The Nazis incorporated the Jews of the French Maghreb in their extermination plans at the Wannsee conference. Tunisia was occupied bv the Nazis for six months in 1942. Scores of Jews were murdered, hundreds rounded up and sent to labour camps. Some 600 died from starvation and typhus in the notorious Giado camp in Libya. Thousands of European Jews who had enlisted in the defeated French army or foreign legion died from torture and neglect in forced labour camps in Morocco.
Had the Allies not liberated Tunisia and Libya from the Italian fascists – and Algeria and Morocco from the Vichy regime in 1943 – the Jews of the Arab world would have undoubtedly joined their European brethren in the death camps.
Whereas some might argue that Arabs were not responsible for wartime Jewish suffering in North Africa – anti-Jewish measures were implemented by the Vichy regime and the Italian fascists – the Iraqi government cannot so lightly be let off the hook. Iraq, independent since 1932, was the scene of a pro-Nazi coup in 1941, leading inexorably to the Farhoud, the Iraqi-Jewish Kristallnacht. In this two-day orgy of murder, rape, mutilation and looting, up to 600 Jews were killed, according to British archival records. The exact figure will never be known.
The Palestinian leader, the grand Mufti of Jerusalem, Haj Amin al-Husseini, played a central role in plotting the pro-Nazi coup in Iraq. The Mufti was personally responsible for the deaths of 20,000 European Jews murdered in the Nazi Holocaust. He organised the killing of 12,600 Bosnian Jews by Muslims, whom he recruited to the Waffen-SS Nazi-Bosnian division. He personally stopped 4,000 children, accompanied by 500 adults, from leaving Europe and had them sent to Auschwitz and gassed; he prevented another 2,000 Jews from leaving Romania and 1000 from leaving Hungary for Palestine, who were subsequently sent to death camps. He hobnobbed with Himmler and Eichmann, and was a loyal ally of Hitler, spending the war years in Berlin.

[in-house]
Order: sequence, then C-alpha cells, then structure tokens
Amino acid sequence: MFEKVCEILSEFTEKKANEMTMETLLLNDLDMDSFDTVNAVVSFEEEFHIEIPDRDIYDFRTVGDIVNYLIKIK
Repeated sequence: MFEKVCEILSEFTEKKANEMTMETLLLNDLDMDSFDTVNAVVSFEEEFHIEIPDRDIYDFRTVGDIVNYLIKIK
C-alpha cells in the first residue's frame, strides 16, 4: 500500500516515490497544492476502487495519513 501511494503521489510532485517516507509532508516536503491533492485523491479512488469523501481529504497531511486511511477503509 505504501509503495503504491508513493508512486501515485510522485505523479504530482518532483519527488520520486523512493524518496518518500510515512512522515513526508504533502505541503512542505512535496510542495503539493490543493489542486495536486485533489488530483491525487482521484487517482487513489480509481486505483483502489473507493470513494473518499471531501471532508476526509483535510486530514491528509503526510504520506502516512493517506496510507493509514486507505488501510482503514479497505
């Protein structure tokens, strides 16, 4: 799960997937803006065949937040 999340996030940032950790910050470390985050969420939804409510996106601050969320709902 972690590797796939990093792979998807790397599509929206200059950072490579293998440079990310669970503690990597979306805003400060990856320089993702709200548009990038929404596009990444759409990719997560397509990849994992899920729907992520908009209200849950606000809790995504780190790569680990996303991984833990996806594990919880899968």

Nazism gave ideological inspiration to Arab secular parties like the Ba’athists in Syria and Iraq and religious mass movements like the Muslim Brotherhood, which by 1945 had a million armed supporters in Egypt. Nazi-style bigotry, coupled with traditional Islamic antisemitism, was the driving force behind the marginalisation and exclusion of minorities from the Arab world, and the unremitting campaign to destroy Israel.
After 1948, Arab governments set about making the Arab Middle East Judenrein. They applied Nuremberg-style laws, criminalising Zionism, freezing Jewish bank accounts, instituting quotas, imposing restrictions on jobs and movement. The result was the mass exodus and spoliation of of a million Jews. Yet very few Arabs acknowledge they are to blame for the so-called Jewish nakba. Holocaust denial goes hand-in-hand with Jewish nakba denial.
The ghost of Nazi-inspired, anti-Jewish fundamentalism was never exorcised from the Arab world. In 1945, the Mufti of Jerusalem should have been tried as a war criminal at Nuremberg. He was indicted, tried and convicted by Yugoslavia for crimes against humanity, arising from his pivotal role in the Handschar and Skandeberg SS divisions which deported Balkan Jews from Kosovo, Macedonia and Thrace. But the Allies shrank from offending the Arabs. That is why today in the Arab and Muslim world, antisemitism is epidemic, genocidal anti-Jewish groups like Hamas and other fundamentalists thrive – and why Holocaust denial is alive and well.